Sir Joseph ALSTON 3rd Bart 
- Marriage (1): Penelope EVELYN  on 23 Jan 1689/90
- Marriage (2): Charlotte MORDAUNT 
- Died: 1716, Bath SOM
- Buried: 29 Jan 1715/16, Long Ditton SRY
Sir Joseph of Bradwell Abbey was High Sheriff of Bucks 1702.
died Bath 1716.
Name: Joseph Alston
Occupation Given: armiger
Admission Date: 28/05/1688
Name: Sir Joseph Alston
Father/Son Relationship: son and heir apparent
Address: Bradwell Abbey Buckinghamshire
Inner Temple Admissions (2009)
Joseph Alston - Matric. Fellow commoner from Kings, Easter 1695 etc. (Burke, Ext. Bart.; G.E.C.)
Alston Sir Joseph, of Chelsea, 3rd Bt.
Shown as a Gentleman of the Privy Chamber, April 2 1690 and again on March 27 1691: LC.3.s (5),3.57 (d14) &
3.32 (121 &108 ). Buried Jan 29 1715/16: Burke, Ext. and Dor. Baronetcies.
WARNEFORD v. ALSTONE.
Bill, 17 November 1693, by Thomas Warneford, citizen and Haberdasher of London, v. Sir Joseph Alston, Edward Alston, Thomas Bickley and John Johnson.
In May 1670 Dame Rhoda Fairfax, of St. Martin's in the Fields, Middlesex, widow, leased to Sir Joseph Alston late of Chelsea, Middx, baronet, grandfather of the defendants Alston, deceased, one third part of that void place, laid waste by the dreadful fire which happened in London in 1666, whereon the George Inn formerly stood, and of another void place, where the messuage called " Mr. Alston's house " formerly stood, and of other adjoining land, all in Lombard Street, in the parish of St. Edmund the King, for a term of 61 years, at the yearly rent of L54 13s 4d.
At the same time Sir Kingsmill Lucy leased him one full third part of the said lands, from the expiration of a lease previously granted by Sir Richard Lucy and Dame Jane his wife in 1645, and Sir Rowland Litton and Dame Rebecca his wife, of Knebworth, granted him prolongation of a lease of the remaining third.
On the death of Sir Joseph (whose will is quoted) the property descended to his son Sir Joseph, who left part thereof, in accordance with father's will, to his son Isaac, with remainder in case of Isaac's death before the age of 21 (which was the case) to Isaac's brother Edward, one of the defendants.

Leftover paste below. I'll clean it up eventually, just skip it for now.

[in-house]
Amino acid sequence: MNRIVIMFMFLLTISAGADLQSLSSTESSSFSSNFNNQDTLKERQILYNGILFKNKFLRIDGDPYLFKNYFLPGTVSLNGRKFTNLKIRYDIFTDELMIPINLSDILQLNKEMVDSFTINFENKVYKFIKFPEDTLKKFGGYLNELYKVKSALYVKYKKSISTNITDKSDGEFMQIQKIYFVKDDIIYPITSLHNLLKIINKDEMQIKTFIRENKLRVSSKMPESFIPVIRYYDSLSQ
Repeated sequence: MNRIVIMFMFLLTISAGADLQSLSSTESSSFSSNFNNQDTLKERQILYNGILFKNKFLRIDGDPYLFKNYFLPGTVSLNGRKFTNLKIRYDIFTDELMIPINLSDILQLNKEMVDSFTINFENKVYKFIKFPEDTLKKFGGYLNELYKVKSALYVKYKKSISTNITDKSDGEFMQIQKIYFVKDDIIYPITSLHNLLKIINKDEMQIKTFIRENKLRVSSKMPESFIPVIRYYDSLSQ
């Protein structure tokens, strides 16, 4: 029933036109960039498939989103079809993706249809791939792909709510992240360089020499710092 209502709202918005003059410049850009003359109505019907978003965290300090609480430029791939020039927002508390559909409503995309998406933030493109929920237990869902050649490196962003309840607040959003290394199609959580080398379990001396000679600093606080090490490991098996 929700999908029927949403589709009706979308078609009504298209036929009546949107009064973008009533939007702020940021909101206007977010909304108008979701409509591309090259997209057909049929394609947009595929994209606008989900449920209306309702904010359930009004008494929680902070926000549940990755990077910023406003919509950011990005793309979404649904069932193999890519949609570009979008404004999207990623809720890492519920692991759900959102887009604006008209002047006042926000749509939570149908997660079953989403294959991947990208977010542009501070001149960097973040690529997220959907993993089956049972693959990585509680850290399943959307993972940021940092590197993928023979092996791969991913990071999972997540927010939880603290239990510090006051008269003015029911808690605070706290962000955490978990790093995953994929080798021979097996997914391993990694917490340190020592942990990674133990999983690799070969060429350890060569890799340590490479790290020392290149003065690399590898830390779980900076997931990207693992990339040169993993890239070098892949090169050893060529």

Edward has alienated his share, and the suit is brought to get possession of the various deeds and insurance, which complainant says are being detained from him.
Reynardson 142/50 1693
Alstoniana Pg 213
ALSTON v. PICKERING.
The several answers, March 1697, of Nicholas Pickering and Thomas Batchellor to the complaint of Sir Joseph Alston, Bt.
They do not believe the other defendant Edward Alston sold property in Loughton, co. Bucks,, or in Lombard Street, London, to the Complainant, as alleged. Complainant's grandfather Sir Joseph Alston, may have bequeathed L100 to Joseph, eldest son of said Edward, and L200 to each of said Edward's children. Both these defendants have lent money to the said Edward (of Loughton, co. Bucks, Esq.), and complainant and the said Edward are
conspiring to defraud them of the security given them for repayment.
Hamilton 11/20 1697
Alstoniana Pg 188
SIR JOSEPH ALSTON v. ALFORD,
Chancery Proceedings before 1714, Bridges 98.
Bill, 11 June 1698, by Sir Joseph Ralston of Bradwell Abbey, co, Bucks. baronet, v. Philip Alford,
One Jeremy Chapman of London, coachmaker, was constantly employed by plaintiff to repair his coach and harness, and was paid sums of money from time to time upon account. Now Philip Alford, exor of said Chapman, claims payment again, as no receipts were given or taken.
Bridges 98 1698.
Alstoniana Pg 189
PRO C 5/98/2 Alston v. Alford: Buckingham 1698
may refer not searched 2007
ALSTON v. NORTH & Another.
Bill, 19 July 1698, by Sir Joseph Alston of Ditton, co. Surrey, Bart., v. Matthew North and William Marsh.
Relates merely to financial transactions between complainant and one Sir John Wittronge of Stanton, co. Bucks, decd.
Whittington 504 1698
Answer, 27 July 1698, of Matthew North to the complaint of Sir Joseph Alston, bart.
re the debt to Sir John Whittrong - Whittington, 504.
Whittington, 407 1698
Alstoniana Pg 189
GLYNN V. ALSTON.
Bill, 6 June 1700, by Sir William Glynne of Amersdon, co. Oxford, bart., Stephen Glynne Esq. and Sophia his wife, and William Glynne an infant, son of the said Sir William and heir of his mother Dame Mary Glynne deed., v. Sir Joseph Alston bart. and Dame Penelope his wife, Sir James Clarke, Robert Pocock clerk, Mary Hill and Edward Hill.